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  136. Another horrible aspect of the white knighting Ami mentioned is that it's, once again, setting off people doing something you don't want them to do, because apparently they can't help themselves. They just HAVE to beat the fucker up, HAVE to kill him in graphic ways. And it's kinda indirectly your fault.

    And, sure, it's all talk (thank god it's all talk), but it's still obnoxious, and it makes it seem like bad things actually happen to rapists, whereas in reality... well, sometimes. But mostly not.

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  137. "Either that will all come out at the beginning of the trial -- in other words, before it has been stablished whether the person did it -- or we're back to secret trials."

    All I want is to give the defendant a chance before a judge to assert that certain charges are totally implausible before they're published.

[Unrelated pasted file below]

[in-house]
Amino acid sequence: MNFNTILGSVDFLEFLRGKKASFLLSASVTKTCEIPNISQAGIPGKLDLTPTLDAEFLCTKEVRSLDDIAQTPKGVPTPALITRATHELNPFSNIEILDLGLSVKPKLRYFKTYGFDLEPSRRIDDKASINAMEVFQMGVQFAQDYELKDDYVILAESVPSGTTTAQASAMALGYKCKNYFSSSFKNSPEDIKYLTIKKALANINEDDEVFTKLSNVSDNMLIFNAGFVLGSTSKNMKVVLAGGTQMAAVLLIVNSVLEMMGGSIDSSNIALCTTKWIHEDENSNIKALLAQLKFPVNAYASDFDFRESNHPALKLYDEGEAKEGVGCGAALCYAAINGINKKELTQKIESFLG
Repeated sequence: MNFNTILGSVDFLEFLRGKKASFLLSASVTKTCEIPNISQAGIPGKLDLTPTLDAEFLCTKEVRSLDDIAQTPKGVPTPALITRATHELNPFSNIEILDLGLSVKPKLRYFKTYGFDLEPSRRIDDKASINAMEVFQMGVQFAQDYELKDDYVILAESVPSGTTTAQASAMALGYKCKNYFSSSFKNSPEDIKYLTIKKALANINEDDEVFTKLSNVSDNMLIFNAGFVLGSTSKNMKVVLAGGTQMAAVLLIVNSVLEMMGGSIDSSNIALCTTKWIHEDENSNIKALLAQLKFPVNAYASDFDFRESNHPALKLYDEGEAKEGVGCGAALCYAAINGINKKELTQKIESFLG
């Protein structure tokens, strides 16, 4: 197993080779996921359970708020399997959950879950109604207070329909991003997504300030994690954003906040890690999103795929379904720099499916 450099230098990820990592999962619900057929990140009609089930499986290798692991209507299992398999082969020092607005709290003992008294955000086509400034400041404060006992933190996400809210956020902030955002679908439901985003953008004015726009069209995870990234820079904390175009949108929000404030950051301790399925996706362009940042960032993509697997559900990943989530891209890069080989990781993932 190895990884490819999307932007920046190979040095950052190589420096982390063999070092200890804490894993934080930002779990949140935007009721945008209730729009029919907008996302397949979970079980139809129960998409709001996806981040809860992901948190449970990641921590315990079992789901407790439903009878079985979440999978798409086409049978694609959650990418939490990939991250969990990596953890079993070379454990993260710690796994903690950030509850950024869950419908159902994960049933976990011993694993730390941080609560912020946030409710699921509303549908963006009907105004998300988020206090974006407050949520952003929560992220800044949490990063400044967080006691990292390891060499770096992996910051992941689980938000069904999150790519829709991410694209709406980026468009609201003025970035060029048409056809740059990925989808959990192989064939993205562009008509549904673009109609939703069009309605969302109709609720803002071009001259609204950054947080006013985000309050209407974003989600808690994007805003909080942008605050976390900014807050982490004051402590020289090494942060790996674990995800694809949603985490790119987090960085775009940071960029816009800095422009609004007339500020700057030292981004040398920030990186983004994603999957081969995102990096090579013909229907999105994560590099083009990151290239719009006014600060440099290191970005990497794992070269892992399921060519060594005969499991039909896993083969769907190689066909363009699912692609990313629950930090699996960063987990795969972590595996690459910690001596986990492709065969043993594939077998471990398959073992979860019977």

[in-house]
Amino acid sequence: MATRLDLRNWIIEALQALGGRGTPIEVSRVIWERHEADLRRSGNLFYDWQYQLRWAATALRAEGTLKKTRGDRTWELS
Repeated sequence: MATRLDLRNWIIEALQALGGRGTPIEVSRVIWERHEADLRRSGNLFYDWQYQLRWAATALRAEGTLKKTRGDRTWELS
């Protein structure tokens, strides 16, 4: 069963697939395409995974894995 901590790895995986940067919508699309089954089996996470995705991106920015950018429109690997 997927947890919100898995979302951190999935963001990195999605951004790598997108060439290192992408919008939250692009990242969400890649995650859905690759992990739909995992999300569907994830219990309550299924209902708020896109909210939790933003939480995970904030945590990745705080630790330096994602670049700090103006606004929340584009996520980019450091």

"And again, how do we make it possible for me and my lawyer to know what the charges against me are (to mount an effective defense) while making it impossible for anyone else to?"

    I haven't suggested making it impossible for anyone else to; I want you and your lawyer to have the option (whether the other accuser and defendant would have to agree, I don't know) to keep the charges under seal until the first hearing.

    As to keeping them that way and preventing the police from using the charges as a method of pre-hearing deliberate injury... well, cases get thrown out for Miranda violations, and that used to be thought insane.

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  138. Think about it: any person, at any moment, could falsely accuse you of stalking them or stealing from them or slashing their tires or running over their dog or any of a host of other bad things. We all live with the threat of possible bogus lawsuits constantly, every single day, and yet I never ever hear anyone express anxiety about this. I never see anyone focusing obsessively on the fact that OMG being falsely accused of stealing could ruin a person's life FOREVER!!!1! It's always, and only, about rape.

    So what is it about women, specifically, and the idea of nonconsensual sex, specifically, that keeps men up at night in paroxysms of fear?